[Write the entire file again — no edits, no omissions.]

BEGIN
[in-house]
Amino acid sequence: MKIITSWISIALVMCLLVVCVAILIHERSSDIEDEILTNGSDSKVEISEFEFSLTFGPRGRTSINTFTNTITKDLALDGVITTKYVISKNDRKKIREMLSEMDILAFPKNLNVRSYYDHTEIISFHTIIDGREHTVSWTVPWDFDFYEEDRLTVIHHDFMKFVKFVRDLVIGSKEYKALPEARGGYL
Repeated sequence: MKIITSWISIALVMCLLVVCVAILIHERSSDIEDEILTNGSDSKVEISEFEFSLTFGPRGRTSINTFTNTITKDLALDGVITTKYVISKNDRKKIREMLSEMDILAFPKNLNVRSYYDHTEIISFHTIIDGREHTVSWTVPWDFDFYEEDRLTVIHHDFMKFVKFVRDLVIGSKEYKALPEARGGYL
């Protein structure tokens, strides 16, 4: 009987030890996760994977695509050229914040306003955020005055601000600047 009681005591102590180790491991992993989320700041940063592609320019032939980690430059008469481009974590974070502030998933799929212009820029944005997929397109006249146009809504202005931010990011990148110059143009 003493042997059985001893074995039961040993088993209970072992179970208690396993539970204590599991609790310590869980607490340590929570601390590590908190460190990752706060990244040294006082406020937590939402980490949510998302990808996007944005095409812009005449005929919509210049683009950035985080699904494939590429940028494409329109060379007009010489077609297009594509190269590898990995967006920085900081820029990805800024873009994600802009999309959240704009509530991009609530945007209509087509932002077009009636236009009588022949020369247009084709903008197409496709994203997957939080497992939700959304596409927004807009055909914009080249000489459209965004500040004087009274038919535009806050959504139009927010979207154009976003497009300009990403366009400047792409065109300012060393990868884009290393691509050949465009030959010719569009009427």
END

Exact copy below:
[in-house]
Amino acid sequence: MKIITSWISIALVMCLLVVCVAILIHERSSDIEDEILTNGSDSKVEISEFEFSLTFGPRGRTSINTFTNTITKDLALDGVITTKYVISKNDRKKIREMLSEMDILAFPKNLNVRSYYDHTEIISFHTIIDGREHTVSWTVPWDFDFYEEDRLTVIHHDFMKFVKFVRDLVIGSKEYKALPEARGGYL
Repeated sequence: MKIITSWISIALVMCLLVVCVAILIHERSSDIEDEILTNGSDSKVEISEFEFSLTFGPRGRTSINTFTNTITKDLALDGVITTKYVISKNDRKKIREMLSEMDILAFPKNLNVRSYYDHTEIISFHTIIDGREHTVSWTVPWDFDFYEEDRLTVIHHDFMKFVKFVRDLVIGSKEYKALPEARGGYL
């Protein structure tokens, strides 16, 4: 009987030890996760994977695509050229914040306003955020005055601000600047 009681005591102590180790491991992993989320700041940063592609320019032939980690430059008469481009974590974070502030998933799929212009820029944005997929397109006249146009809504202005931010990011990148110059143009 003493042997059985001893074995039961040993088993209970072992179970208690396993539970204590599991609790310590869980607490340590929570601390590590908190460190990752706060990244040294006082406020937590939402980490949510998302990808996007944005095409812009005449005929919509210049683009950035985080699904494939590429940028494409329109060379007009010489077609297009594509190269590898990995967006920085900081820029990805800024873009994600802009999309959240704009509530991009609530945007209509087509932002077009009636236009009588022949020369247009084709903008197409496709994203997957939080497992939700959304596409927004807009055909914009080249000489459209965004500040004087009274038919535009806050959504139009927010979207154009976003497009300009990403366009400047792409065109300012060393990868884009290393691509050949465009030959010719569009009427």